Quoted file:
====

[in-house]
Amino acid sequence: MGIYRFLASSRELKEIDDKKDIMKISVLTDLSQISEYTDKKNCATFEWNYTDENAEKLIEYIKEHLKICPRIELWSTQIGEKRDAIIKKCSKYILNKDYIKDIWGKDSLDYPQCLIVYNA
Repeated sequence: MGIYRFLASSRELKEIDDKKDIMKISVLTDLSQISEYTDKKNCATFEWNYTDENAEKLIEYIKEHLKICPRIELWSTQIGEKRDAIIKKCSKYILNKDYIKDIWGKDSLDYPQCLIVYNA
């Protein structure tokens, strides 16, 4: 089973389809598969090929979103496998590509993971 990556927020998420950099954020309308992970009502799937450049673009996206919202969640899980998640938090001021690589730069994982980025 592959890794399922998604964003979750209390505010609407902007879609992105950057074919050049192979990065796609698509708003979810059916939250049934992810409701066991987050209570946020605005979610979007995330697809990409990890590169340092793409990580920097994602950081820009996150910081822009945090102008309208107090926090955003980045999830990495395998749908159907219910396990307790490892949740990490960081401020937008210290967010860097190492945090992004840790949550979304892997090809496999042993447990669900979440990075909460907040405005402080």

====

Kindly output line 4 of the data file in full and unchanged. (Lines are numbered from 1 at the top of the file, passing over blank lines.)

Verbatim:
């Protein structure tokens, strides 16, 4: 089973389809598969090929979103496998590509993971 990556927020998420950099954020309308992970009502799937450049673009996206919202969640899980998640938090001021690589730069994982980025 592959890794399922998604964003979750209390505010609407902007879609992105950057074919050049192979990065796609698509708003979810059916939250049934992810409701066991987050209570946020605005979610979007995330697809990409990890590169340092793409990580920097994602950081820009996150910081822009945090102008309208107090926090955003980045999830990495395998749908159907219910396990307790490892949740990490960081401020937008210290967010860097190492945090992004840790949550979304892997090809496999042993447990669900979440990075909460907040405005402080």